This post is the second in a series sharing findings from a research project Sam Kornstein and Paul Artiuch are working on throughout the month of January. Paul Artiuch and Samuel Kornstein are graduate students at the MIT Sloan School of Management. Throughout the month of January they are in India researching market-oriented approaches to reducing agricultural food waste.
Part I can be accessed here: Battling Food Waste in India.
By Samuel Kornstein and Paul Artiuch
Note: This post and the accompanying photographs were originally published on the MIT Public Service Center website and subsequently reproduced on Sam Kornstein’s personal blog somethingsbrewing.com. We are greatful to Sam and Paul for sharing their experience and research project with InPEC. All photographs included in these series are courtesy of Sam Kornstein.
January 10, 2012
Soon after arriving in Delhi, we took a walk over to a local market and spoke with a man who runs the community produce stand. We asked him where he buys his fruits and vegetables. “I take my truck to Azadpur Mandi every day at five in the morning,” he said. “Is that where all of Delhi’s markets get their produce?” we responded. “Just about, except for the government-run shops.” We probed a bit more about seasonality, food waste, and prices, but found that his operation is fairly simple, and nearly nothing gets wasted at the retail level. Even if food becomes damaged someone in the community finds a use for it.
Azadpur Mandi turns out to be the largest wholesale produce market in all of Asia. Covering 80 acres in North Delhi, it not only supplies the city and its surrounding communities with fresh produce but also serves as a hub for the rest of India. We took a ride over to Azadpur at the break of dawn the following day, and walked around for a few hours talking to traders, truck drivers and storage managers. There were colorful trucks being unloaded everywhere, stacks of vegetables in bags being stored under tin roofs, and thousands of traders, commission agents, storage vendors and buyers haggling over quality and prices. It was chaotic, and messy, but it all seemed to work even though Azadpur Mandi is significantly over capacity.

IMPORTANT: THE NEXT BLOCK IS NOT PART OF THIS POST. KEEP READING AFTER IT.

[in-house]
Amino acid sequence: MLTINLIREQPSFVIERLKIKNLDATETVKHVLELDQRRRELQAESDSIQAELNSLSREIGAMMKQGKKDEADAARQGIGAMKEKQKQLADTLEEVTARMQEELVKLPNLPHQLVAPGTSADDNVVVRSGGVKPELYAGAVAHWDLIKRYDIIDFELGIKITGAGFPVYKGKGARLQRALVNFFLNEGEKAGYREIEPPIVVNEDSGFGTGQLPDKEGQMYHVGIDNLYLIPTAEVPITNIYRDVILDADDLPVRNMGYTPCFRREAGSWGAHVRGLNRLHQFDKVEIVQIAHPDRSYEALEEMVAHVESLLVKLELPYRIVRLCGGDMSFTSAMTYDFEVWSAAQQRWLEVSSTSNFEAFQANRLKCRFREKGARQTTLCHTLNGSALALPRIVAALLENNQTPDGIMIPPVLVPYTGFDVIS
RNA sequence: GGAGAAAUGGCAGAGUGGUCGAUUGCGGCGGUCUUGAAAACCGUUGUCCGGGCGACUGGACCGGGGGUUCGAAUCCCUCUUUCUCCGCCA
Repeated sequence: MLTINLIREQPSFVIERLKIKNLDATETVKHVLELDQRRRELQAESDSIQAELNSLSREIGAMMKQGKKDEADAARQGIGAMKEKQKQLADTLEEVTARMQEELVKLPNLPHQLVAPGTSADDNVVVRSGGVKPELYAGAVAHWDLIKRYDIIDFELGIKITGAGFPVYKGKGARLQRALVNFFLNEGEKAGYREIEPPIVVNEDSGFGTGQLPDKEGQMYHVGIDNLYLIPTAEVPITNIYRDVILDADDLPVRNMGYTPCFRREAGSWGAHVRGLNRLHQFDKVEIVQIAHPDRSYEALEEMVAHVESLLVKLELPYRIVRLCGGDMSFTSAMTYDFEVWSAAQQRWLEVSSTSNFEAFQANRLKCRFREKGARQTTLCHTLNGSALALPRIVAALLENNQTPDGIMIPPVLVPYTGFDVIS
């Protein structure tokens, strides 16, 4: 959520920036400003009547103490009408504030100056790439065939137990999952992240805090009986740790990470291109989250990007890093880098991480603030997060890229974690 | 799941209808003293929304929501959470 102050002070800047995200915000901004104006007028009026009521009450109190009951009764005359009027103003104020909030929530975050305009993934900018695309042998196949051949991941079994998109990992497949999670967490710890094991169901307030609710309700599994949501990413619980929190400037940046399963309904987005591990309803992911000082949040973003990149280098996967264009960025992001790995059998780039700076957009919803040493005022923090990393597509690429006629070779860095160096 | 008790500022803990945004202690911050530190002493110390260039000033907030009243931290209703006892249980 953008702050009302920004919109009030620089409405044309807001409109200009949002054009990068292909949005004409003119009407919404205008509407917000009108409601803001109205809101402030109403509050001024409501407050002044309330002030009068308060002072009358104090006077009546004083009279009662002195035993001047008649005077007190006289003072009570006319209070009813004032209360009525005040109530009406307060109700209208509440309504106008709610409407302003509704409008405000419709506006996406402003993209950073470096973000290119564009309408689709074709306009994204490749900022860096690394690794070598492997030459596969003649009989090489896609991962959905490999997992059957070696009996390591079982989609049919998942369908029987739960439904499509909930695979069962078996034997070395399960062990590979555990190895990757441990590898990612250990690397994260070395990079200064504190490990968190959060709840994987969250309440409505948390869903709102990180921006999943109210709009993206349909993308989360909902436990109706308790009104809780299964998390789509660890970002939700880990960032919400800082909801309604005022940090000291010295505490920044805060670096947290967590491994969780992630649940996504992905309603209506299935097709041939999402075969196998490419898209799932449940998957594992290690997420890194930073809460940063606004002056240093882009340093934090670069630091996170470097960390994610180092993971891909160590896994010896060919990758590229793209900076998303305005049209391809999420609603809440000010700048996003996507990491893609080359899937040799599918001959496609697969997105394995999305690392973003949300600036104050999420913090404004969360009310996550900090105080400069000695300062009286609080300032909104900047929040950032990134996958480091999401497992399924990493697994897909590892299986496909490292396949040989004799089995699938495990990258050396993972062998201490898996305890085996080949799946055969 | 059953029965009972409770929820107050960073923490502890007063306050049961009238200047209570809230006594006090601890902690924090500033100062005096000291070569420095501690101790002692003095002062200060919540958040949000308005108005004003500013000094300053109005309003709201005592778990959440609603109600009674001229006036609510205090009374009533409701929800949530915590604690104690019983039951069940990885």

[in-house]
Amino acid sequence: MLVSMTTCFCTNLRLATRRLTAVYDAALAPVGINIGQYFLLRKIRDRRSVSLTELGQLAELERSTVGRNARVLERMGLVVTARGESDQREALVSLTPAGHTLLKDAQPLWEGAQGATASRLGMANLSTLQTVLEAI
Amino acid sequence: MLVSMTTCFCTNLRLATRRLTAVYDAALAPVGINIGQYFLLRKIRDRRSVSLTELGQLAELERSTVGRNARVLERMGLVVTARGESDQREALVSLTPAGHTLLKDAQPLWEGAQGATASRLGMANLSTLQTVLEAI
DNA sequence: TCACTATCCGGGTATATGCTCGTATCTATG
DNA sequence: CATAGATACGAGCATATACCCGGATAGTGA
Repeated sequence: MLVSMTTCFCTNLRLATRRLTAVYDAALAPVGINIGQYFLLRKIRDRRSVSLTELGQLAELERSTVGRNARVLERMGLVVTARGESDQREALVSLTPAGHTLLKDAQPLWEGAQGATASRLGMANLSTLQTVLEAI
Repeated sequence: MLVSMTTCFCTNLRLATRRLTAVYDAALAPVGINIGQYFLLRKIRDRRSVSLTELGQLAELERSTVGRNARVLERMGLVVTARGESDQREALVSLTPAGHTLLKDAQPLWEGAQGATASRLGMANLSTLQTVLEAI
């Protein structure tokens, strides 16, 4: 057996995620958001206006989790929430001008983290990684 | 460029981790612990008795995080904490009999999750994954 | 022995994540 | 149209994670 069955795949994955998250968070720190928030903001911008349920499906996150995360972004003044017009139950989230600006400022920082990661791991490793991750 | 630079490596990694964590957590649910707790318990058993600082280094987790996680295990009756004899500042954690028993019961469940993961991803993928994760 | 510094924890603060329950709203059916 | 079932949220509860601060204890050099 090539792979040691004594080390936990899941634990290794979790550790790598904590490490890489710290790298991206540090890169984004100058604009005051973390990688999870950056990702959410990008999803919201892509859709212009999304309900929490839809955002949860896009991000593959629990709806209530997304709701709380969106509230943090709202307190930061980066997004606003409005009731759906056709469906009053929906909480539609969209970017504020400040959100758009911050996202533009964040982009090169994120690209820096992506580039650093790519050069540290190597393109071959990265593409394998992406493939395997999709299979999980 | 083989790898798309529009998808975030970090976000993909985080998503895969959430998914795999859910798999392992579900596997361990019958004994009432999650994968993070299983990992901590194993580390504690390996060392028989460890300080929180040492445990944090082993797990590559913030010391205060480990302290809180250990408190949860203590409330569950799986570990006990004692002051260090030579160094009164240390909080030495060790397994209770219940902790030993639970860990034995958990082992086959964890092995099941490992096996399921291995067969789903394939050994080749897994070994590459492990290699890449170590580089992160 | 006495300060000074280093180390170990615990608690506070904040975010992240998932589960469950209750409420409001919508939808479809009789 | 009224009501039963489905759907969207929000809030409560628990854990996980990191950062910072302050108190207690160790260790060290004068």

We asked people where their produce had come from and found peppers that had traveled 24 hours from Gujarat, chilies that had been hauled for 17 hours from U.P., and onions that were grown only a few hours away. In short, Azadpur Mandi is an aggregation point for produce grown in virtually every corner of India.
Despite its dilapidated appearance, and with thousands of tons of produce moving through it each day, the market was remarkably efficient with minimal edible food waste. The highest quality goods get sold to high end markets, restaurants, or are exported. Medium grade items make their way to markets in less affluent areas. Finally damaged or irregular produce, even if discarded by larger traders, is picked through and sold in push carts on the street. The whole system works quickly enough that it’s rare for food to spoil once it arrives at Azadpur.
There was however quite a bit of inedible food waste generated by the estimated 12,000 tons of produce that moves through the market every day. Once produce shipments are received, leaves, husks, and clippings are typically removed before the items are sold. The approximately 2 000 tons of waste need to be moved from the market daily to make room for new produce to come in. The market operator, a government agency, loads it onto carts and dump the waste into sectioned off enclosures, where cows and dogs pick at it until dump trucks come twice daily to haul the waste off to the city dump.
Here we saw an opportunity. Organic waste can be converted into compost and bio-gas, useful commodities, using a process known as bio-digestion. This is often done on a small scale in villages, and has been successfully completed on a commercial scale in many places around the world, including by the Massachusetts based company Harvest Power. To do this commercially, you need a large, reliable, and constant supply of organic feedstock – exactly what we saw in Azadpur Mandi.
While we found untapped value in the form of an agricultural waste stream, value that could be recognized by communities surrounding wholesale markets, we still haven’t observed the massive quantities of edible food waste that is known to be present along the supply chain. In a few days we’ll be traveling outside the city to some rural parts of Punjab. We’ll be speaking with farmers, traders and logistics companies to see what happens between the field and the arrival of produce at wholesale markets such as Azadpur Mandi.